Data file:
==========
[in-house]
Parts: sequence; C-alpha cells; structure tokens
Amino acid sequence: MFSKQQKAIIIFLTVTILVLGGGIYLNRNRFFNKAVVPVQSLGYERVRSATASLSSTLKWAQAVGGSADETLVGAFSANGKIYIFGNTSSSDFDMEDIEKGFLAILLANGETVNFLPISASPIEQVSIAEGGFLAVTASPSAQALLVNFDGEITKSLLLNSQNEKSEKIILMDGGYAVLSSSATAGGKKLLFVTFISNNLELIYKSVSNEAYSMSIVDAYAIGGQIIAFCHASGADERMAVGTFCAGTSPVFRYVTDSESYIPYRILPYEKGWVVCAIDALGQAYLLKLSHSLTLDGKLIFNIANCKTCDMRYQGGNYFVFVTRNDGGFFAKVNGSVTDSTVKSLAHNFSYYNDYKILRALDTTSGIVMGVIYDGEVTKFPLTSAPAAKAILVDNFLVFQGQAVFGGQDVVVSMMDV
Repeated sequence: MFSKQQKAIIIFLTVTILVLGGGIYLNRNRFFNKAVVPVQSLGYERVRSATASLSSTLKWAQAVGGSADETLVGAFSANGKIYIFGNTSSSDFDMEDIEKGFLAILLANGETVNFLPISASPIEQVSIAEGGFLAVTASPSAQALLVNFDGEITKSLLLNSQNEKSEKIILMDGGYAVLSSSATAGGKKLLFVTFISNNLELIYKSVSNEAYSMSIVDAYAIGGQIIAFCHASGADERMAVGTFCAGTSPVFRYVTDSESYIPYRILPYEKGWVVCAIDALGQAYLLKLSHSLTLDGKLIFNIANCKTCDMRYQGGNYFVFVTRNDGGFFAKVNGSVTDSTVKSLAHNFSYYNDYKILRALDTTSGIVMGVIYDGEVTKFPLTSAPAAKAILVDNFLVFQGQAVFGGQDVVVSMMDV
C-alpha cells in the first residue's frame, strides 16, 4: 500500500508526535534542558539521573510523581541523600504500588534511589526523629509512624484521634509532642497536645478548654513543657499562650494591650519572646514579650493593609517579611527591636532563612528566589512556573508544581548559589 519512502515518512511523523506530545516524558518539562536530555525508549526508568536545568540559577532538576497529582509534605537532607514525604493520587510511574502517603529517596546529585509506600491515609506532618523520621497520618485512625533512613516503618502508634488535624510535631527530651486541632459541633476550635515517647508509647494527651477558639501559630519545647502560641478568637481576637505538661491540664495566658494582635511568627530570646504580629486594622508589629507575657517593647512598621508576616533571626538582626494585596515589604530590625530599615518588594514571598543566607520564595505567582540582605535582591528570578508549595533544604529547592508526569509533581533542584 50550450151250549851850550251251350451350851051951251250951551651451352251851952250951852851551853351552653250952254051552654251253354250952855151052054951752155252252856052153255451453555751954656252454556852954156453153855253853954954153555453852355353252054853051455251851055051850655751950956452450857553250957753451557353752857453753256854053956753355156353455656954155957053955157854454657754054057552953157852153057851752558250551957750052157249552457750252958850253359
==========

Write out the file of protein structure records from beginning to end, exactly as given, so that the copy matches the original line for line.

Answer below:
[in-house]
Parts: sequence; C-alpha cells; structure tokens
Amino acid sequence: MFSKQQKAIIIFLTVTILVLGGGIYLNRNRFFNKAVVPVQSLGYERVRSATASLSSTLKWAQAVGGSADETLVGAFSANGKIYIFGNTSSSDFDMEDIEKGFLAILLANGETVNFLPISASPIEQVSIAEGGFLAVTASPSAQALLVNFDGEITKSLLLNSQNEKSEKIILMDGGYAVLSSSATAGGKKLLFVTFISNNLELIYKSVSNEAYSMSIVDAYAIGGQIIAFCHASGADERMAVGTFCAGTSPVFRYVTDSESYIPYRILPYEKGWVVCAIDALGQAYLLKLSHSLTLDGKLIFNIANCKTCDMRYQGGNYFVFVTRNDGGFFAKVNGSVTDSTVKSLAHNFSYYNDYKILRALDTTSGIVMGVIYDGEVTKFPLTSAPAAKAILVDNFLVFQGQAVFGGQDVVVSMMDV
Repeated sequence: MFSKQQKAIIIFLTVTILVLGGGIYLNRNRFFNKAVVPVQSLGYERVRSATASLSSTLKWAQAVGGSADETLVGAFSANGKIYIFGNTSSSDFDMEDIEKGFLAILLANGETVNFLPISASPIEQVSIAEGGFLAVTASPSAQALLVNFDGEITKSLLLNSQNEKSEKIILMDGGYAVLSSSATAGGKKLLFVTFISNNLELIYKSVSNEAYSMSIVDAYAIGGQIIAFCHASGADERMAVGTFCAGTSPVFRYVTDSESYIPYRILPYEKGWVVCAIDALGQAYLLKLSHSLTLDGKLIFNIANCKTCDMRYQGGNYFVFVTRNDGGFFAKVNGSVTDSTVKSLAHNFSYYNDYKILRALDTTSGIVMGVIYDGEVTKFPLTSAPAAKAILVDNFLVFQGQAVFGGQDVVVSMMDV
C-alpha cells in the first residue's frame, strides 16, 4: 500500500508526535534542558539521573510523581541523600504500588534511589526523629509512624484521634509532642497536645478548654513543657499562650494591650519572646514579650493593609517579611527591636532563612528566589512556573508544581548559589 519512502515518512511523523506530545516524558518539562536530555525508549526508568536545568540559577532538576497529582509534605537532607514525604493520587510511574502517603529517596546529585509506600491515609506532618523520621497520618485512625533512613516503618502508634488535624510535631527530651486541632459541633476550635515517647508509647494527651477558639501559630519545647502560641478568637481576637505538661491540664495566658494582635511568627530570646504580629486594622508589629507575657517593647512598621508576616533571626538582626494585596515589604530590625530599615518588594514571598543566607520564595505567582540582605535582591528570578508549595533544604529547592508526569509533581533542584 50550450151250549851850550251251350451350851051951251250951551651451352251851952250951852851551853351552653250952254051552654251253354250952855151052054951752155252252856052153255451453555751954656252454556852954156453153855253853954954153555453852355353252054853051455251851055051850655751950956452450857553250957753451557353752857453753256854053956753355156353455656954155957053955157854454657754054057552953157852153057851752558250551957750052157249552457750252958850253359